Was there someone in history who became a theoretical physicist after getting a medical education and later taking interest in physics? I am a medical student studying graduate mathematics, and consider becoming a theoretical physicist myself.
One name that comes to mind is Alfred Kleiner, Einstein's doctoral advisor, although he was more distinguished as an experimentalist than a theoretician. He graduated as a medical student from the University of Zurich in 1872, and obtained bis Dr. Med in 1874. During his Berlin studies in 1873-1879 he became attracted to physics, and worked as an assistant at the physical institute of Polytechnikum until 1885. Here is from The Historical Development of Quantum Theory, Volume 5, Part 1, p.280:
In 1885 he was promoted to full professor and director of the new physics institute in Ramistraße. He established his own experimental research programme in physics, systematically investigating the following topics: temperature dependence of specific heats and heats of solutions; dielectric behaviour of non-ideal insulators; frequency dependence of the resistance and inductance of coils; and the influence of intermediate matter on gravity. Kleiner was an experienced experimentalist, who constructed, for example, a quadrant electrometer of very high sensitivity; he also trained a number of talented students, such as Friedrich Adler (1879-1960), son of the Austrian Socialist Leader Victor Adler.
Einstein turned to Kleiner after his falling out with Weber in 1901, and changed his topic from thermoelectricity to molecular kinetics. A 1901 letter to Mileva Marić mentions that he had "spent the whole afternoon with Kleiner in Zurich and explained my ideas on the electrodynamics of moving bodies to him. ...He advised me to publish my ideas about the electromagnetic theory of light for moving bodies together with the experimental method." On the Electrodynamics of Moving Bodies was the paper where Einstein developed special relativity in 1905. However, when in 1908 Kleiner proposed an extraordinary professorship for theoretical physics, he thought that Adler was the best candidate. Adler declined, saying that Einstein's theoretical work was superior, and Einstein was then elected to the position. Einstein's overall characterization of Kleiner (in a letter to Laub) was ambivalent:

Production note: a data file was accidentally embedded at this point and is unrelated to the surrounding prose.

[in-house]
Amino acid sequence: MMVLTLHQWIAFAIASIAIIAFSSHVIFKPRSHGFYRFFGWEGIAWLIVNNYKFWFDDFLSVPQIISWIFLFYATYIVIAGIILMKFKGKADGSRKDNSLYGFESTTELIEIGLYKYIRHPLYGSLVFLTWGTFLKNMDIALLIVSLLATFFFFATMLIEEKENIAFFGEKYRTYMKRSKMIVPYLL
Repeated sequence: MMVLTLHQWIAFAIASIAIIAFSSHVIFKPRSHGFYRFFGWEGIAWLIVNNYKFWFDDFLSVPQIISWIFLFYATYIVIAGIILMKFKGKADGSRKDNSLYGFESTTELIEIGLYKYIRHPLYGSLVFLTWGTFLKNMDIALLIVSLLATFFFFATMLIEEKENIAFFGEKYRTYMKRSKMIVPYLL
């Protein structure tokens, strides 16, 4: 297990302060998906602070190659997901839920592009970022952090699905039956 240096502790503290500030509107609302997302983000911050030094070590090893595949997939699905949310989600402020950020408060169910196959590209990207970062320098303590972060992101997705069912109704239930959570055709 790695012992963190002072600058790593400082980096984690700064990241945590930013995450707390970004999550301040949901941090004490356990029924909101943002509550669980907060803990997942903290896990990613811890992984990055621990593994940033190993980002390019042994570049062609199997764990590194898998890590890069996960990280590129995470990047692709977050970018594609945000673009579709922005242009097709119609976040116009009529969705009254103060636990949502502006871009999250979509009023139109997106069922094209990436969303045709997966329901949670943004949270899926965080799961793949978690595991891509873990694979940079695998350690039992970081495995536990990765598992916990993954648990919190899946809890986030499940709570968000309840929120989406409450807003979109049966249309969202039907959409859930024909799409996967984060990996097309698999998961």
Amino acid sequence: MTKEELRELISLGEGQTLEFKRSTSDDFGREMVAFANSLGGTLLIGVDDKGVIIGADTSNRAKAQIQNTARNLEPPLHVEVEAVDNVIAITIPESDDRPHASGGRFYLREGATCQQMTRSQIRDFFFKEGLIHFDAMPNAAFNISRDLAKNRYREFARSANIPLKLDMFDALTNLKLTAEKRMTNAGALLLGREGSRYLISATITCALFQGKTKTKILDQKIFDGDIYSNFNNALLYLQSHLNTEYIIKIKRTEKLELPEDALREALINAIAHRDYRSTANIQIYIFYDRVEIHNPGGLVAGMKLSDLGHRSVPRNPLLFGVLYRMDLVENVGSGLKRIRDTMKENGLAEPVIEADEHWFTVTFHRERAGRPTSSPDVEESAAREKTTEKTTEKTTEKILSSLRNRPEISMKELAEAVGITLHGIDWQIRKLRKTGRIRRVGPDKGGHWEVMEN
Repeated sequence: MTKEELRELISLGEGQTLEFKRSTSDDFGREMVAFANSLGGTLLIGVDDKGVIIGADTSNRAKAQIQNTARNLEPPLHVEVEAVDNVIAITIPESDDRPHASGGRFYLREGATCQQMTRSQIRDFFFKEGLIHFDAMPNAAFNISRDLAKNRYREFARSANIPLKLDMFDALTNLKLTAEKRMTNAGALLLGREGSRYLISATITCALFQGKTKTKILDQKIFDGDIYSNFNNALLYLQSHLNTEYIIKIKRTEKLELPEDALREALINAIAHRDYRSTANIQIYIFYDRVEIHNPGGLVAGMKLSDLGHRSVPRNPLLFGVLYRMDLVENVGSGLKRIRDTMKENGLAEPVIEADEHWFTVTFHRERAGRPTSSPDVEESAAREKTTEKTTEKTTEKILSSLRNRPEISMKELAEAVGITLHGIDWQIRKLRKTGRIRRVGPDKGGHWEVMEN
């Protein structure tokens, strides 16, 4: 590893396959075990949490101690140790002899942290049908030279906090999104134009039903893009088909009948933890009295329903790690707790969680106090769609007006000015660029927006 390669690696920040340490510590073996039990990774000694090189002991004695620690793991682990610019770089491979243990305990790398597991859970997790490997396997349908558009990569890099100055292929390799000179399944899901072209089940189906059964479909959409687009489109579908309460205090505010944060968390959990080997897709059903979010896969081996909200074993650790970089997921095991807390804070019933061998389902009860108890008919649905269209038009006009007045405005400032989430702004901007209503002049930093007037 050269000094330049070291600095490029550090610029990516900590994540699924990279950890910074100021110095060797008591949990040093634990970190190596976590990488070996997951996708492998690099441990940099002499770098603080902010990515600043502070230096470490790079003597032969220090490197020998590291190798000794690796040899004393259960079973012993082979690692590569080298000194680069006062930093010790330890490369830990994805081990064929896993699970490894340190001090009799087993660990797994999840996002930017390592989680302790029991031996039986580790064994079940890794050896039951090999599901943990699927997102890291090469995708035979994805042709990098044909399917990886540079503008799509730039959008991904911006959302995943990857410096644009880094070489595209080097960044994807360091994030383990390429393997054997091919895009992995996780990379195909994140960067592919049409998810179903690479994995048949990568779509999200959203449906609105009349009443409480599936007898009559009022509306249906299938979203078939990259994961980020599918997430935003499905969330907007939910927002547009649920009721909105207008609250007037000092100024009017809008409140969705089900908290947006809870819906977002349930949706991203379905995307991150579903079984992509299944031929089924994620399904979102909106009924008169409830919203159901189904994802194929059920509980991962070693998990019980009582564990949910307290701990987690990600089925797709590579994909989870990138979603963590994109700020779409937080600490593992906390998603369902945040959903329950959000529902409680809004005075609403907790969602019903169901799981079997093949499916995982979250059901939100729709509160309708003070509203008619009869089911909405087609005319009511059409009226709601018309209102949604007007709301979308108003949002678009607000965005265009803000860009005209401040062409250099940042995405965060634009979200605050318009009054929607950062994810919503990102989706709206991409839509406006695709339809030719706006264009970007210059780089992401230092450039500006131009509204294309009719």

[...] "Professor Kleiner, the chief of our institute is perhaps not a magnificent physicist, but he is a wonderful man, whom I enjoy. It seems to me that scientific distinction and the worth of a personality do not always go together."
Hermann von Helmholtz not only had a formal education in medicine but even made his living of it for some time. Further in the past this was quite common among naturalists, philosophers and mathematicians, but designation of profession as "theoretical physicist" narrows the time frame. There is no doubt however that Helmgoltz was a theoretical physicist, making seminal discoveries in physics.